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Thursday, December 15, 2005


VATICAN CITY, DEC 15, 2005 (VIS) - A nativity scene, one of the most famous works of art to be housed in the Roman Basilica of St. Mary Major, will be presented to the public today following several months of restoration work.

  The nativity scene was created by the Florentine sculptor Arnolfo di Cambio - whose death 700 years ago is currently being recalled with a series of exhibitions and cultural events throughout Italy - between 1290 and 1292 at the behest of Nicholas IV, the first Pope from the Franciscan Order. The pontiff ordered Arnolfo di Cambio to construct a nativity scene in the form of a chapel, in order to encourage devotion for the relic of the manger, which according to tradition is housed in St. Mary Major.

  The sculpture has undergone interventions and alterations over the centuries, and only a few figures from the original nativity scene have survived: St. Joseph, the ox and the ass, and the three Magi. The most famous intervention was that undertaken by the architect Domenico Fontana who in 1590, by order of Pope Sixtus V, transferred the whole group beneath the altar of St. Mary Major's Sistine Chapel, which was then being built.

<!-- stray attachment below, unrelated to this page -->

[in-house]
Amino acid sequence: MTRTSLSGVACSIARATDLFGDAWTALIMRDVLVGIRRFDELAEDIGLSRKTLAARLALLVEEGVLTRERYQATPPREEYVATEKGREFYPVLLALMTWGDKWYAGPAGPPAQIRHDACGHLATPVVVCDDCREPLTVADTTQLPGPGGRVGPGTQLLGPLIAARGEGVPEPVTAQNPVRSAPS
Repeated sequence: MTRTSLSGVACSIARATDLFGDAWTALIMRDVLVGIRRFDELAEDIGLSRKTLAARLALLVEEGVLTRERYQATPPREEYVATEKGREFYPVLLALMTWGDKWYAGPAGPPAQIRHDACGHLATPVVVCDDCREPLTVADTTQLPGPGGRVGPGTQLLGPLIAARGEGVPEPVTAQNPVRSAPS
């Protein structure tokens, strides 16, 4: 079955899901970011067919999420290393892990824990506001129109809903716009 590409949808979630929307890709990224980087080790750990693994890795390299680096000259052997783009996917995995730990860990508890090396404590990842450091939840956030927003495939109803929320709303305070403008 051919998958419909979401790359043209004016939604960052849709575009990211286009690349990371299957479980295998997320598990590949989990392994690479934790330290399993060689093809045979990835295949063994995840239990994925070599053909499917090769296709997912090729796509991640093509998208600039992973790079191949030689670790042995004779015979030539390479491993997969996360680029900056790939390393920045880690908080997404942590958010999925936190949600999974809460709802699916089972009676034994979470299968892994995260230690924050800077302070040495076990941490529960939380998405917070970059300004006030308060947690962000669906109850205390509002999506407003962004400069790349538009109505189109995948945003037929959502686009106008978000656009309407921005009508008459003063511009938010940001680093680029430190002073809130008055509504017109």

The restoration, ordered by Cardinal Bernard Law, archpriest of the Basilica, involved studies on the work's artistic and historical context, and the technique with which it was created, as well as photographic studies and a series of scientific investigations on remaining traces of polychromy. The restoration revealed, among other things, that a sculpture of the Virgin with Child, which had long been considered to be a work of the late Renaissance, is actually the original of Arnolfo di Cambio's nativity scene, its front re-sculpted in accordance with the artistic fashions of the late sixteenth century.

  The restoration work was directed by the experts Arnold Nesselrath and Luciano Ermo of the general direction of the Vatican Museums. The nativity scene is currently on display in the museum of St. Mary Major, awaiting the completion of restoration work in the basilica's Sistine Chapel.

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